"My intellectual friend who is obsessed with the [Palestinian] cause said to me: ‘For decades, we have not heard any heartening news; in fact, sad reports have kept following one upon the other’," writes Hani al-Masri in the leading Palestinian daily al-Ayyam.
And a female friend added: ‘There is one item of good news, namely the campaign to boycott Israel’.
The hotel in Jordan where we were staying – the Landmark Hotel – was hosting a meeting for the boycott committee. The previous day, a lecture had been delivered by the Norwegian Doctor Mads Gilbert on his experience in Gaza. The audience filled the hall, while hundreds were unable to attend because of lack of room.
There is another heartening item of news, namely, the Palestinian president’s courageous decision to join the International Criminal Court (ICC). But the satisfaction resulting from this qualitative step has been somewhat diminished because it was taken in the absence of a broader vision, and is largely part of the zealous attempt to salvage the  Oslo Accords and return to the labyrinth of negotiations, rather than pursuing a new course that would open the road to hope and the future before the Palestinians after years of disappointment and frustration.
The formation of a joint Arab list to fight the Israeli Knesset's twentieth elections is a major step that also warrants deep satisfaction. It is a good omen that we hope will represent a new chapter whose effects will not be confined to our people in the 1948 territories, but will extend to reach the various Palestinian factions and currents inside and outside the PLO, paving the way to rebuilding and reunifying the PLO's institutions with the participation of all shades of the political spectrum.
For the first time, a list has been formed in which the patriots, the nationalists, the communists, and the Islamists are represented, and that includes candidates from the Galilee, Negev, and the mixed cities, and that also includes Muslims, Christians, a Jew, a Druze, a Bedouin and three women, two of whom have a secure seat and the third by rotation if the list wins more than 11 seats.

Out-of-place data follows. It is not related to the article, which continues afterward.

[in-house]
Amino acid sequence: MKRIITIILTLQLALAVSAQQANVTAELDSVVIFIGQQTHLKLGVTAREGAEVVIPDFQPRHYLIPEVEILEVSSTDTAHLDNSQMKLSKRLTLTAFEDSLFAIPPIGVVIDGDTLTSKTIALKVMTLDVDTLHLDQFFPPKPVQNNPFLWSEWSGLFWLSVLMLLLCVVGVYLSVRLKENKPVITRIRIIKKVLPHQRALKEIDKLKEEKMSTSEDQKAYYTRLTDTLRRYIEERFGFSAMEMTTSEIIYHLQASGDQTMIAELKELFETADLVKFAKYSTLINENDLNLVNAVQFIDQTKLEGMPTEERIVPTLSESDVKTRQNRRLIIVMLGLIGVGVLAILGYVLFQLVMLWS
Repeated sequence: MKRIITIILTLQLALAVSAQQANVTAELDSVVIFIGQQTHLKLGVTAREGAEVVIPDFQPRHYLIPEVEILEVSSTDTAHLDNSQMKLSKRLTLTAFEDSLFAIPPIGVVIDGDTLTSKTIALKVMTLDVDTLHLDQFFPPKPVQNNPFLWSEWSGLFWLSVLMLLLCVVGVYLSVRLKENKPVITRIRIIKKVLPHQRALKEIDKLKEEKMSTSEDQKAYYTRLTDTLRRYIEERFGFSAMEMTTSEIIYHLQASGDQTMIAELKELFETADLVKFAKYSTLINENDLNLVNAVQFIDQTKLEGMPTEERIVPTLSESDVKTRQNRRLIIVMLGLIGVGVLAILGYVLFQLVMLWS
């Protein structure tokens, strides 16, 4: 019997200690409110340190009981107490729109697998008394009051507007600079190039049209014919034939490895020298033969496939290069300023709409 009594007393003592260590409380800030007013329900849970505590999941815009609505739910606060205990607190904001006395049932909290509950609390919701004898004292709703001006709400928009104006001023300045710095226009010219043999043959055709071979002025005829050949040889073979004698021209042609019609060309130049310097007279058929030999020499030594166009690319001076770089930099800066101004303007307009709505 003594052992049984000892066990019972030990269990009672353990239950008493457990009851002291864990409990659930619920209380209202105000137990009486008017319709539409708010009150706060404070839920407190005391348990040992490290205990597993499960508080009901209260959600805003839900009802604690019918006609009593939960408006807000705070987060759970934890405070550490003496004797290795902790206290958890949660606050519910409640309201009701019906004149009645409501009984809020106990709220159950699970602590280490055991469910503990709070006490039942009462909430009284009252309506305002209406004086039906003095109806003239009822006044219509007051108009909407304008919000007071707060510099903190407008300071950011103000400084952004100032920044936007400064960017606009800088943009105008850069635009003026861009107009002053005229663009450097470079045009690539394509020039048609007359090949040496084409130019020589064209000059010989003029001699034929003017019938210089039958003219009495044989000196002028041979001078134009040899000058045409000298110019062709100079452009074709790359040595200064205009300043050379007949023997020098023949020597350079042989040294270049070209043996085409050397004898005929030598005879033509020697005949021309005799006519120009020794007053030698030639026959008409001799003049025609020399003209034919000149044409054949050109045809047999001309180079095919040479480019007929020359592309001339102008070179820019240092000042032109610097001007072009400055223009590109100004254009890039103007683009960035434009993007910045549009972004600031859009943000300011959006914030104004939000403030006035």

It is true that what made agreement on this list possible was the Israeli decision to raise the threshold for entering parliament in the next elections from 2% to 3.25% of the vote with the aim of reducing the number of Arab seats. This was the intention behind the draft law presented by Yisrael Beiteinu headed by [current FM] Avigdor Lieberman. But 'the magic turned against the magician'; for now, the number of Arab seats is expected to rise from 11 to 15 after agreement on the joint list, while, according to the latest opinion polls, Lieberman's party's number of seats is likely to fall. If it continues to fall, he may be burnt by the fire of the same raised threshold that he had planned to use to exclude the Arab lists.
The main Arab parties overcame their differences and chose to fight the elections on a single list, even though fighting the elections with two lists would have ensured the same number of seats as before. And there is still hope that the efforts of the Accord Committee will succeed in reaching a formula with the Arab Democratic Party that may continue the process of rallying around a single list.
The formation of a joint list is a move of historic proportions. It provides tangible evidence that ideological, political, and factional differences do not preempt the possibility of common action, especially since what unites the Palestinians in the 1948 territories and everywhere else is much more than what divides them. Those Palestinians who used to deny this, suffered successive shocks as a result of Israeli extremism and racial discrimination, both of which have grown greatly as a result of Israel's pursuit of an endless series of racist measures, policies, and laws. These efforts climaxed with the draft law that defines Israel as a 'Jewish state'; a law that starkly legalizes Israel's true nature and threatens the Palestinians in an unprecedented manner, not only inside the so-called 'Green Line,' but wherever they are, and not only politically, but culturally, ethnically, socially, and at every level, in fact.